Q&A: Harris Broadband’s Bill Carlton

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Bill Carleton has nearly 30 years experience in the media advertising business including stints with Arbitron Ratings; local TV stations in New Orleans, Austin and San Antonio; LAN International, SeaChange and, for the last seven years, Harris Corp. He currently oversees the Harris Broadband business segment offering advertising business software solutions for cable MSOs and other multichannel advertising organizations. In his spare time, Carleton enjoys photography, horses, dirt bikes, ATVs and whatever other activities he can share with his wife and 10 children near Castle Rock, Colo. He recently spoke with K.C. Neel about the state of advanced advertising and some of the challenges the services create for traffic and billing operations. An edited transcript follows:

Q: Why do operators need to use separate traffic and billing systems for traditional and advanced avails?

A: It basically comes down to linear scheduling vs. non-linear scheduling. With linear ads, you simply put a spot on a specific channel at specific time. With VOD, it’s more about impression-based advertising and scheduling. It’s closer to the Web model. There are technological challenges as well as software challenges. But it’s really the user behavior that’s different from linear ad models.

Q: Are operators beginning to come together on how they are offering clients advanced advertising opportunities?

A: Project Canoe is all about cable operators coming together to promote information metrics and interfaces. On the other hand, organizations such as SCTE and CableLabs are also working on technological equations to solve some of the issues facing advanced advertising services. They are all making progress, but no one knows which model will actually survive. Canoe is a longer-term solution for the industry.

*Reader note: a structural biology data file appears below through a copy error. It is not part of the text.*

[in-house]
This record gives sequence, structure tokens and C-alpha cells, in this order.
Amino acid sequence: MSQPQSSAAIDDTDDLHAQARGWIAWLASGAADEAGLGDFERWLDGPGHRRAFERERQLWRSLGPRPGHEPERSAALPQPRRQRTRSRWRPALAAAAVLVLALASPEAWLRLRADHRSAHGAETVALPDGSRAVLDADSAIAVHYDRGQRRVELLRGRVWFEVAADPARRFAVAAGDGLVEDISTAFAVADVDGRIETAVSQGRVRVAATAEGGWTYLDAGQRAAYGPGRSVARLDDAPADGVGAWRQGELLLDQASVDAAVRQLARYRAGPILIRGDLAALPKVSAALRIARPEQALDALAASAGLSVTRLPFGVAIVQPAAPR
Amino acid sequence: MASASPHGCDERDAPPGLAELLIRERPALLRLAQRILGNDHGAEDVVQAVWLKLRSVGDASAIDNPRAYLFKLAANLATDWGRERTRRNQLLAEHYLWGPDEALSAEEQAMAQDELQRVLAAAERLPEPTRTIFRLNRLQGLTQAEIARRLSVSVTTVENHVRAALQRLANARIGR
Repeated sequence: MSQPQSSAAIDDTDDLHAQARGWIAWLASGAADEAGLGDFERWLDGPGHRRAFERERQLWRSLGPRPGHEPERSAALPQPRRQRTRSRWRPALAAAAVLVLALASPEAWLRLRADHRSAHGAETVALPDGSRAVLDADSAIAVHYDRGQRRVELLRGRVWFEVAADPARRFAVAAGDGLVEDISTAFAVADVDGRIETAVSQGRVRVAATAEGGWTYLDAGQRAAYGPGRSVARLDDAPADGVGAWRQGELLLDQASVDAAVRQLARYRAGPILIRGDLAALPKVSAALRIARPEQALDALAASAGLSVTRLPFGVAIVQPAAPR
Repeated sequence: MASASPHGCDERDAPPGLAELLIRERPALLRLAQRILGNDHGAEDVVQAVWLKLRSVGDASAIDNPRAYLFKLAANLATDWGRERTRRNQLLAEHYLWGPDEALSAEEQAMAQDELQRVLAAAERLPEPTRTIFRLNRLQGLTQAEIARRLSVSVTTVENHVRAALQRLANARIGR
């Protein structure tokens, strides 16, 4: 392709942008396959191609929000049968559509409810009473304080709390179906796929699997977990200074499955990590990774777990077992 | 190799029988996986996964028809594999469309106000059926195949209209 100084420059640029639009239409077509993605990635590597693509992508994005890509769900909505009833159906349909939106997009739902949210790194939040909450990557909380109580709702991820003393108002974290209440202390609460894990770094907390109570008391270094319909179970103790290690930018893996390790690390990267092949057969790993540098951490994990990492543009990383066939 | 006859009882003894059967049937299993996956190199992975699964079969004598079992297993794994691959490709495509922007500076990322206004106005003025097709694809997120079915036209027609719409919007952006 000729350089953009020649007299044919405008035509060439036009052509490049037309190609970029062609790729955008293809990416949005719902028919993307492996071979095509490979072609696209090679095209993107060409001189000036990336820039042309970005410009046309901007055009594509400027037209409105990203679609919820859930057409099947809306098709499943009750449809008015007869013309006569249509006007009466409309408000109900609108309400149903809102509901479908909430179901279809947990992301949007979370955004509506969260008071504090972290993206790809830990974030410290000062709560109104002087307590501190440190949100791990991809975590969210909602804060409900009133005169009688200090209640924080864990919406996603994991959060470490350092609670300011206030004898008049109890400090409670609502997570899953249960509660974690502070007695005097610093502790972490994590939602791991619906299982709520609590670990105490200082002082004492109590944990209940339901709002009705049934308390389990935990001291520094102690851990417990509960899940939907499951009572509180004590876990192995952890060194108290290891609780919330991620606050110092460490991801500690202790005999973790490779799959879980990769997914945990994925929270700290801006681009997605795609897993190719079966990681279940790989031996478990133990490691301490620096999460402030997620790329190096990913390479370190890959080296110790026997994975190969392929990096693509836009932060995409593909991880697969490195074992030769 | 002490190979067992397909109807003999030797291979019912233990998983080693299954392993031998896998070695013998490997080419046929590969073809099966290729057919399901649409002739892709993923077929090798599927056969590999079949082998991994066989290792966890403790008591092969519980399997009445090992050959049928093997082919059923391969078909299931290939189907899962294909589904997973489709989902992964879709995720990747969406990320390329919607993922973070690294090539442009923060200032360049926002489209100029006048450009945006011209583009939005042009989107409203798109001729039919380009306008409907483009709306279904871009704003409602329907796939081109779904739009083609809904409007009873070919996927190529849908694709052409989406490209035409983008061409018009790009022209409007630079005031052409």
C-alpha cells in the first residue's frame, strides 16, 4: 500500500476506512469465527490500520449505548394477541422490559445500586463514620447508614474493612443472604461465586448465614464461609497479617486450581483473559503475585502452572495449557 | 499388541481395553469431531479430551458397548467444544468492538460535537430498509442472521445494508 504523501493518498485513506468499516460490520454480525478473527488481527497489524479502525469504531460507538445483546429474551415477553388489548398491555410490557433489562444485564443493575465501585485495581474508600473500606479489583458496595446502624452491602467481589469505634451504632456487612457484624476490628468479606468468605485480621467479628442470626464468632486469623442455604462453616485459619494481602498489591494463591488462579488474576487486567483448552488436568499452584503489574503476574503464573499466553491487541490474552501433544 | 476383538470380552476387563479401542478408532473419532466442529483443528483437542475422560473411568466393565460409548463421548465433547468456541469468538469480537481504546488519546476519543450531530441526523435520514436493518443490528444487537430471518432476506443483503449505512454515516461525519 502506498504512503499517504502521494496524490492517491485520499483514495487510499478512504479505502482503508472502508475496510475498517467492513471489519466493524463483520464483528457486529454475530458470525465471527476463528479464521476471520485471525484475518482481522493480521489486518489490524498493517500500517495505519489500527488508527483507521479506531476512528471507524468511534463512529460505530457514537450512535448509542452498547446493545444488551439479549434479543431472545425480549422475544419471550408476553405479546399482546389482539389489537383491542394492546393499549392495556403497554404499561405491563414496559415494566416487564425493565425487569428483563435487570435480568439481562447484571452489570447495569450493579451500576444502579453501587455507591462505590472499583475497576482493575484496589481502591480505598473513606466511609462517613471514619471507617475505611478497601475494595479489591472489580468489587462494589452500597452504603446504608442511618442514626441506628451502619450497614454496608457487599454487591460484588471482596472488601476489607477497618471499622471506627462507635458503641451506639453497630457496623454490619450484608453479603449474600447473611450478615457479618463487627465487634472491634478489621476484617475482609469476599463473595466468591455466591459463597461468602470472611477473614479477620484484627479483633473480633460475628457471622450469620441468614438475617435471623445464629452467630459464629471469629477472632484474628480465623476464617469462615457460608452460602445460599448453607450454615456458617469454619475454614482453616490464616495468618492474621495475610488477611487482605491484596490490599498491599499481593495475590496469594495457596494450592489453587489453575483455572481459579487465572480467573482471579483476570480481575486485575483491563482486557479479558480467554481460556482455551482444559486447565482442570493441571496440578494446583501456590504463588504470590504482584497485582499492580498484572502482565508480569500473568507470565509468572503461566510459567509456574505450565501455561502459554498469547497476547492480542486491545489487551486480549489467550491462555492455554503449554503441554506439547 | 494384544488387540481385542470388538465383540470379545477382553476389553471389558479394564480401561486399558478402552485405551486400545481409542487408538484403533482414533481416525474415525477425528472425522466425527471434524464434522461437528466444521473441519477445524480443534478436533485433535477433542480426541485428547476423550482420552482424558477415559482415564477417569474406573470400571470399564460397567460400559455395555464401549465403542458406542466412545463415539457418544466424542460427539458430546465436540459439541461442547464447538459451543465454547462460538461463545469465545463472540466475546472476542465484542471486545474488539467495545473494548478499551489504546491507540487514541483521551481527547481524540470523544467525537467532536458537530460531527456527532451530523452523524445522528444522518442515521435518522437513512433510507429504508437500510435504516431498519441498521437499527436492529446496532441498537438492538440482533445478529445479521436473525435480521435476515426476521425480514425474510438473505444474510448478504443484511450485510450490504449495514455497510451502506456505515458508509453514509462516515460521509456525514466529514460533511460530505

Q: What is the biggest hurdle with advanced advertising services today -- software, hardware?

A: The industry is so embryonic at this point that it’s difficult to value the data that is being gathered. There will be a lot of discussions and opinions about that for a long time. We have found ways to shoehorn cable into broadcast software packages. But it’s ludicrous to assume you can do that with advanced services. There are hardware, software and execution issued to be hammered out and, oh by the way, there’s the question of whether anyone will make any money on all this. The advertising and MSOs communities must agree on a valuation metric. What’s a click worth? I think there will be a three-to-five year cycle for advanced advertising services to really take off. Linear television watching and linear advertising isn’t going to go away either and it will provide telescoping opportunities for addressable ads.

Q: What is Harris Corp. doing these days to address advanced advertising T&B issues?

A: We have a two-pronged approach on how we approach this issue. We are currently modifying our existing software to meet operators’ immediate needs but it clearly not a long-term solution. We are also creating campaign management software to bring diverse advertising mechanisms together. It will sit on top of our existing software. We expect to have the first phase of that software available next summer.

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